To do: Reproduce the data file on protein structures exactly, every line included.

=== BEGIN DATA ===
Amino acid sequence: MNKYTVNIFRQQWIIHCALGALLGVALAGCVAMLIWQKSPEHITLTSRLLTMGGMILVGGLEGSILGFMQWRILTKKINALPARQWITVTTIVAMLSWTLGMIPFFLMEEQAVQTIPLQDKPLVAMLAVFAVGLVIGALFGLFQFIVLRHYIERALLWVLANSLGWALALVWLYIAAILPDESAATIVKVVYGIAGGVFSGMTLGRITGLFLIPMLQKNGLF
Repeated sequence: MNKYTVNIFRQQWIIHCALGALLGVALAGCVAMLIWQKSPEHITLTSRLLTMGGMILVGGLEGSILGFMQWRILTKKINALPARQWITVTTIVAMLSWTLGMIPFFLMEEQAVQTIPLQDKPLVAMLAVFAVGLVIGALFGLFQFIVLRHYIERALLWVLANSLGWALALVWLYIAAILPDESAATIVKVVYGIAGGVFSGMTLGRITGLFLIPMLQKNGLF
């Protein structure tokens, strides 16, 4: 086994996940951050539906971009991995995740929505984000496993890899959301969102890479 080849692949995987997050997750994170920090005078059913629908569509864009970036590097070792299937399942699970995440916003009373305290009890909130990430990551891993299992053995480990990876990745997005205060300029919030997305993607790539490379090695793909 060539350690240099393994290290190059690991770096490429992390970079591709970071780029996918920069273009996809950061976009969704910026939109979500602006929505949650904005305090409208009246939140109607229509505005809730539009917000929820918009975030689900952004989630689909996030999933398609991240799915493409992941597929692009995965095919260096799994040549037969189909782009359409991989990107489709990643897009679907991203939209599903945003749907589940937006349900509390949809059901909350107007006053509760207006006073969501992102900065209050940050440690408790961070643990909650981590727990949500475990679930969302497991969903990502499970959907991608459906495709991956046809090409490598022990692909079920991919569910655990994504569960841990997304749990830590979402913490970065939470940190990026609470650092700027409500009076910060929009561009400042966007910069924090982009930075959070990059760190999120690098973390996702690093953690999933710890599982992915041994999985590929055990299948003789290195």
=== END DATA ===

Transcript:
Amino acid sequence: MNKYTVNIFRQQWIIHCALGALLGVALAGCVAMLIWQKSPEHITLTSRLLTMGGMILVGGLEGSILGFMQWRILTKKINALPARQWITVTTIVAMLSWTLGMIPFFLMEEQAVQTIPLQDKPLVAMLAVFAVGLVIGALFGLFQFIVLRHYIERALLWVLANSLGWALALVWLYIAAILPDESAATIVKVVYGIAGGVFSGMTLGRITGLFLIPMLQKNGLF
Repeated sequence: MNKYTVNIFRQQWIIHCALGALLGVALAGCVAMLIWQKSPEHITLTSRLLTMGGMILVGGLEGSILGFMQWRILTKKINALPARQWITVTTIVAMLSWTLGMIPFFLMEEQAVQTIPLQDKPLVAMLAVFAVGLVIGALFGLFQFIVLRHYIERALLWVLANSLGWALALVWLYIAAILPDESAATIVKVVYGIAGGVFSGMTLGRITGLFLIPMLQKNGLF
């Protein structure tokens, strides 16, 4: 086994996940951050539906971009991995995740929505984000496993890899959301969102890479 080849692949995987997050997750994170920090005078059913629908569509864009970036590097070792299937399942699970995440916003009373305290009890909130990430990551891993299992053995480990990876990745997005205060300029919030997305993607790539490379090695793909 060539350690240099393994290290190059690991770096490429992390970079591709970071780029996918920069273009996809950061976009969704910026939109979500602006929505949650904005305090409208009246939140109607229509505005809730539009917000929820918009975030689900952004989630689909996030999933398609991240799915493409992941597929692009995965095919260096799994040549037969189909782009359409991989990107489709990643897009679907991203939209599903945003749907589940937006349900509390949809059901909350107007006053509760207006006073969501992102900065209050940050440690408790961070643990909650981590727990949500475990679930969302497991969903990502499970959907991608459906495709991956046809090409490598022990692909079920991919569910655990994504569960841990997304749990830590979402913490970065939470940190990026609470650092700027409500009076910060929009561009400042966007910069924090982009930075959070990059760190999120690098973390996702690093953690999933710890599982992915041994999985590929055990299948003789290195």